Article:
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To the Editor: In the October issue of Psychiatric Services, Dr. Chen and his colleagues described the Bridge Program in New York to improve access to psychiatric services among Asian consumers (1). The authors explained that a primary reason for developing the Bridge Program is the profound stigma associated with mental illness in Asian-American communities, which is a major cause for the low use of mental health facilities. I am in full agreement with Dr. Chen's team on this issue. A recent study in Hong Kong, in which 11 interviews were conducted with patients' relatives to explore the relationship between stigma, accessibility of mental health facilities, and family burden, yielded the same conclusion (2). Data analyses showed that much of the burden was related to stigma and to a lack of mental health and rehabilitation services. Consequences included the families' social isolation, patients' difficulties obtaining competitive employment, and financial difficulties for both patients and families.
One of the salient features of the Bridge Program is its goal of enhancing the skills of primary care providers to improve identification and treatment of mental disorders. I am delighted that the program is a success. I would like to propose another component for the Bridge Program, if the authors are interested. The program should encourage exchange of information about research and services between Asia and America. The importance of addressing cross-cultural differences in the development of instruments for psychiatric research has been widely recognized. I believe it is equally applicable in the development of treatment protocols. As a psychiatric researcher in Asia, I have found that advances in psychiatric rehabilitation in America have helped me to better direct my research efforts. By the same token, I believe that the outcomes of research conducted by my group and by other researchers in Asia will be of help to researchers and practitioners in America who work with the Asian population.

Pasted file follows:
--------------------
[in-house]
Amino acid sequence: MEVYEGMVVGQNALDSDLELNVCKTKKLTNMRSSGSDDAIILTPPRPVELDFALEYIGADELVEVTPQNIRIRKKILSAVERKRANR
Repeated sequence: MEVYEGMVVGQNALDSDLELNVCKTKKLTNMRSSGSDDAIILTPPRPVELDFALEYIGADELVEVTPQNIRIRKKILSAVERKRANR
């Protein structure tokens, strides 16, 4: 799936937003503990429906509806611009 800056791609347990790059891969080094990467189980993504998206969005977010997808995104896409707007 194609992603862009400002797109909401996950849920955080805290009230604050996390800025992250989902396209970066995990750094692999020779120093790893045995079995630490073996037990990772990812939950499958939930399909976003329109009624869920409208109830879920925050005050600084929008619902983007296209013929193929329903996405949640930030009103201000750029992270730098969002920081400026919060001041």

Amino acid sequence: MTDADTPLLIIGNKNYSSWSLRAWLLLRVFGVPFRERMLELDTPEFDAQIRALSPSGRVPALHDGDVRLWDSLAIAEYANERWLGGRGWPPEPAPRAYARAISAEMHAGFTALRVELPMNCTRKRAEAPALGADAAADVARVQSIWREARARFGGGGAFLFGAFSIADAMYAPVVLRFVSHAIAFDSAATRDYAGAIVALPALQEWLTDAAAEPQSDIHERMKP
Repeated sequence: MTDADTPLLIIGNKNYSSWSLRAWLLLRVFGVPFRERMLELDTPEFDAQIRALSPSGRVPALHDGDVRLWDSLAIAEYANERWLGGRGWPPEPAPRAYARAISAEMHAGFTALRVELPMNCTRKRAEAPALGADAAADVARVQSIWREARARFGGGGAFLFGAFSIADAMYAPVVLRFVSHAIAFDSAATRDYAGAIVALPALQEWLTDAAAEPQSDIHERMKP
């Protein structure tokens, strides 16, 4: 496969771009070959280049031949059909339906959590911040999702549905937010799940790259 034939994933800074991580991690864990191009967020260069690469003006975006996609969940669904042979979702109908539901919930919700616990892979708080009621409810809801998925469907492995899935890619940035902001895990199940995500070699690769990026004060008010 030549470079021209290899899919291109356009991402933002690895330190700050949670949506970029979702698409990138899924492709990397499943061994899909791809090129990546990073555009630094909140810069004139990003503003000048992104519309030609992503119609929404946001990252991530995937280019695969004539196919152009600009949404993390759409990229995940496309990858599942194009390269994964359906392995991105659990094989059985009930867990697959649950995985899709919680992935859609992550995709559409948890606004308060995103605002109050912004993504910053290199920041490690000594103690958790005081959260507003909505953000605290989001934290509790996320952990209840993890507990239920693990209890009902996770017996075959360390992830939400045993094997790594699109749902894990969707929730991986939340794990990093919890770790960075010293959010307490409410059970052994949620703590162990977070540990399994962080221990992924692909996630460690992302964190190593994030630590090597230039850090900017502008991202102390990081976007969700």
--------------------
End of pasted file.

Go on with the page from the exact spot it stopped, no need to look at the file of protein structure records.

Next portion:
My primary concern is to ensure the effectiveness of the programs that my group has developed for use in the Asian context. However, I would be most delighted to learn that the culturally relevant assessment instruments and treatment programs we have developed in Asia can be successfully applied among Asian Americans. Assessments developed and validated in Hong Kong, such as the Workshop Behavior Checklist (3) and the Vocational Social Skills Scale (4), may be useful with Chinese Americans. Similarly, the integrated supported employment program (5) and the Chinese version of the basic conversations skills module on which we are currently working might also be helpful to American practitioners who work with Chinese Americans.
In summary, facilitation of exchange of information about research and services will further enhance the Bridge Program.
Dr. Tsang is affiliated with the department of rehabilitation sciences at Hong Kong Polytechnic University.
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